SAN DIEGO-The office/R&D building, located at 15330 Ave. of Science in the Carmel Mountain Ranch area of San Diego, was sold “as is” by San Diego-based Equastone. The buyer, a construction risk management company called, purchased the vacant property for $11 million.

“For a user, buying as is can be advantageous as they can reduce their occupancy costs by owning rather than leasing and [by] locking in a long-term, low cost loan because interest rates are very attractive right now,” explains David Bourne, Equastone’s chairman. “The cost of owning the building, which is mostly the cost of the mortgage, will be lower now than if they leased the property.”

An affiliate of Equastone, which specializes in opportunistic, value-add and core-plus investments, originally acquired the facility in July 1996 for $4.7 million. The property generated an annual return of about 33% before becoming vacant in 2006.

“We bought the property in the worst of times in 1996 [when] property values in San Diego for this kind of real estate had hit rock bottom prices,” Bourne says. “After the RTC debacle [Resolution Trust Corp., which liquidated insolvent savings and loans and sold the corresponding assets] and a mass downturn of San Diego’s economy, we enjoyed good cash flows during our ownership period and the building remained 100% leased from 1996 through 2005.”

However, over the past few years Bourne notes that Equastone could not successfully lease the facility at the rates it had hoped to achieve. Part of the reason was because the building’s extensive clean room and assembly facilities had become obsolete as potential tenants either moved operations overseas or found space in an industrial hub.

The company eventually allowed leases to expire and waited for the building to empty, a process that took two years.

“Once the building became truly un-leased, we had a window where we tried to [re-]lease it, but we were unsuccessful with those types of assembly and clean room tenants because San Diego and the I-15 corridor are not major centers for these products and a lot of it has gone overseas,” Bourne says.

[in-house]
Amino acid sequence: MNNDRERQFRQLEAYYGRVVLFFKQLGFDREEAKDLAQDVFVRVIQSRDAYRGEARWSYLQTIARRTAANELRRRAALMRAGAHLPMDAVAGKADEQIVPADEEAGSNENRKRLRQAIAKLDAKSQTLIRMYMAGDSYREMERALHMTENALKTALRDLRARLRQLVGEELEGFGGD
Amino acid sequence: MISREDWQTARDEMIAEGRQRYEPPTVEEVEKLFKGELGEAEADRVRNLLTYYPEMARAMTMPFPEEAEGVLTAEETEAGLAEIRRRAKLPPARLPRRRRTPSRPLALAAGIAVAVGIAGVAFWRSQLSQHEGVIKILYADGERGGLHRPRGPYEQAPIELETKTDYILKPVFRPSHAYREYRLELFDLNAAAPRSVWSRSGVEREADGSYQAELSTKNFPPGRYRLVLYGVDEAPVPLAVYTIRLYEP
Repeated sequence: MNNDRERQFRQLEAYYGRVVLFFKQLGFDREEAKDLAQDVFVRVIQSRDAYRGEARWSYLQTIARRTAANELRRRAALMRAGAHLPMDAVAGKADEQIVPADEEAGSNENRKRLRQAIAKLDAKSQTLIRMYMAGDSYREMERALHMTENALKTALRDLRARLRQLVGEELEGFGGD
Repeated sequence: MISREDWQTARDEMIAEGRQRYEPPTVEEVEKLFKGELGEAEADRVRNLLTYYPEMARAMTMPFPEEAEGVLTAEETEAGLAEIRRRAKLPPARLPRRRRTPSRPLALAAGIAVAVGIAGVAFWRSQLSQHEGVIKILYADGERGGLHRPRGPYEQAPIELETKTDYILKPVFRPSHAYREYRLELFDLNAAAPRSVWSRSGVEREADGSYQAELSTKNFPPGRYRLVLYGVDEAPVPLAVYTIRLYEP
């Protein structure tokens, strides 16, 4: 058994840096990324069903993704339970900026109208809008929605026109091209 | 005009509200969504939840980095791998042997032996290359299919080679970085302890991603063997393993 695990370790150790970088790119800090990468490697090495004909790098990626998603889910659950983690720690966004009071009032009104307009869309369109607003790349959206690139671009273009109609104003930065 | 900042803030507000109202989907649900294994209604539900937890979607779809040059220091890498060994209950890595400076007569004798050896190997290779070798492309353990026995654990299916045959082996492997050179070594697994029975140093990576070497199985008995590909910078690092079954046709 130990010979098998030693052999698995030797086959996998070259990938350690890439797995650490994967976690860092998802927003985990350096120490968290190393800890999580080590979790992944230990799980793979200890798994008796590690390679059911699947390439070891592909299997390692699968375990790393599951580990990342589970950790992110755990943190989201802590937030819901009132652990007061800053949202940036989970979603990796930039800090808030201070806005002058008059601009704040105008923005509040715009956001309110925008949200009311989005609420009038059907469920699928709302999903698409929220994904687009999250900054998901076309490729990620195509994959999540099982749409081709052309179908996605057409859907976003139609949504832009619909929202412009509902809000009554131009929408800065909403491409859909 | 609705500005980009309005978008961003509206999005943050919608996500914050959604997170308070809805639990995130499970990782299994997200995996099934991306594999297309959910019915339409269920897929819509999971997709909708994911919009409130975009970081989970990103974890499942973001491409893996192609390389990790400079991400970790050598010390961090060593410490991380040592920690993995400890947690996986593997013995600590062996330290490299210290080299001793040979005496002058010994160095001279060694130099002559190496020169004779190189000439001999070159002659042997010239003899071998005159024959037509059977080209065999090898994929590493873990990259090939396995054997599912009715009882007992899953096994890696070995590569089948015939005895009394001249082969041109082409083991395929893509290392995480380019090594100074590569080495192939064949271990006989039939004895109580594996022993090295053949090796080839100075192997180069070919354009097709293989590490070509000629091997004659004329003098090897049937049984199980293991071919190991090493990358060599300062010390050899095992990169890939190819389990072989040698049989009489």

Equastone also planned to redevelop the facility into a class A office but that too fell through because of the amount of money necessary for rehab.

“If you invest more money in the property, then you have to attract a tenant willing to pay more rent,” Bourne notes. “Therefore it was a pretty easy decision to sell, get a reasonably attractive price and not have to pay the costs of redevelopment.” plans to occupy both floors of the building, once a few improvements and renovations are complete.

Want to continue reading?
Become a Free ALM Digital Reader.

Once you are an ALM digital member, you’ll receive:

  • Unlimited access to GlobeSt and other free ALM publications
  • Access to 15 years of GlobeSt archives
  • Your choice of GlobeSt digital newsletters and over 70 others from popular sister publications
  • 1 free article* every 30 days across the ALM subscription network
  • Exclusive discounts on ALM events and publications

*May exclude premium content
Already have an account?


© 2024 ALM Global, LLC, All Rights Reserved. Request academic re-use from All other uses, submit a request to [email protected]. For more information visit Asset & Logo Licensing.



Join GlobeSt

Don't miss crucial news and insights you need to make informed commercial real estate decisions. Join now!

  • Free unlimited access to's trusted and independent team of experts who provide commercial real estate owners, investors, developers, brokers and finance professionals with comprehensive coverage, analysis and best practices necessary to innovate and build business.
  • Exclusive discounts on ALM and GlobeSt events.
  • Access to other award-winning ALM websites including and

Already have an account? Sign In Now
Join GlobeSt

Copyright © 2024 ALM Global, LLC. All Rights Reserved.